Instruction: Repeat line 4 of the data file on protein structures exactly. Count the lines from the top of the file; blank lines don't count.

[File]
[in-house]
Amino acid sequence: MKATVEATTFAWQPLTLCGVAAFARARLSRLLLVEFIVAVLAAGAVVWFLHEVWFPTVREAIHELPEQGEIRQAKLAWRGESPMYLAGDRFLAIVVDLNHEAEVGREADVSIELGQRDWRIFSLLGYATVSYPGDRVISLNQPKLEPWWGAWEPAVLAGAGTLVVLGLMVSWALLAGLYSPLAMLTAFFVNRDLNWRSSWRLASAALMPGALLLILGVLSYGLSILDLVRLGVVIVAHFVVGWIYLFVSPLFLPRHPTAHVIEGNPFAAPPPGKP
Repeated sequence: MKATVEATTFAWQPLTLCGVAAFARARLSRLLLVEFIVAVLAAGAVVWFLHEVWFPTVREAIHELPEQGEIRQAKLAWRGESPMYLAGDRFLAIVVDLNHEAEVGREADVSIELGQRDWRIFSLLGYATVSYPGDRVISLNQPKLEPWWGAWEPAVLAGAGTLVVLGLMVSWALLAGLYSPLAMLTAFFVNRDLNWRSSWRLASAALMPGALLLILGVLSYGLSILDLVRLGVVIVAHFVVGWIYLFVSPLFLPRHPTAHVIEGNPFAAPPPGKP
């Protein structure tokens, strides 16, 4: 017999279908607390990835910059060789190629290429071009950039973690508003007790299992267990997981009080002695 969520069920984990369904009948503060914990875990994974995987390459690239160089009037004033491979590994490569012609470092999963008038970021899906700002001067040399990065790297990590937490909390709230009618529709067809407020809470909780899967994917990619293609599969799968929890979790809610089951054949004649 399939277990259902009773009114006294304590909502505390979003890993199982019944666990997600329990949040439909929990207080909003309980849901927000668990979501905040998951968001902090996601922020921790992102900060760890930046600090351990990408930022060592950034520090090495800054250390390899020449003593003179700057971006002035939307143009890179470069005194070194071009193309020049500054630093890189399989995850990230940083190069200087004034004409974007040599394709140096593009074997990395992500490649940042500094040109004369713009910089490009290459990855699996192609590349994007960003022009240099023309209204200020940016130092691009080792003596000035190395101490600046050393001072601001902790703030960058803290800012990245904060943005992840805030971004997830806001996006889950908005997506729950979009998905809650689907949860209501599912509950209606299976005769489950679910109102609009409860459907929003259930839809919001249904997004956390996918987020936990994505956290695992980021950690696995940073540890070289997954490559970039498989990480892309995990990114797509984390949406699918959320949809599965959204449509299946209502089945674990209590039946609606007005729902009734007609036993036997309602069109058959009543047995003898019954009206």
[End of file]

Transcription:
């Protein structure tokens, strides 16, 4: 017999279908607390990835910059060789190629290429071009950039973690508003007790299992267990997981009080002695 969520069920984990369904009948503060914990875990994974995987390459690239160089009037004033491979590994490569012609470092999963008038970021899906700002001067040399990065790297990590937490909390709230009618529709067809407020809470909780899967994917990619293609599969799968929890979790809610089951054949004649 399939277990259902009773009114006294304590909502505390979003890993199982019944666990997600329990949040439909929990207080909003309980849901927000668990979501905040998951968001902090996601922020921790992102900060760890930046600090351990990408930022060592950034520090090495800054250390390899020449003593003179700057971006002035939307143009890179470069005194070194071009193309020049500054630093890189399989995850990230940083190069200087004034004409974007040599394709140096593009074997990395992500490649940042500094040109004369713009910089490009290459990855699996192609590349994007960003022009240099023309209204200020940016130092691009080792003596000035190395101490600046050393001072601001902790703030960058803290800012990245904060943005992840805030971004997830806001996006889950908005997506729950979009998905809650689907949860209501599912509950209606299976005769489950679910109102609009409860459907929003259930839809919001249904997004956390996918987020936990994505956290695992980021950690696995940073540890070289997954490559970039498989990480892309995990990114797509984390949406699918959320949809599965959204449509299946209502089945674990209590039946609606007005729902009734007609036993036997309602069109058959009543047995003898019954009206």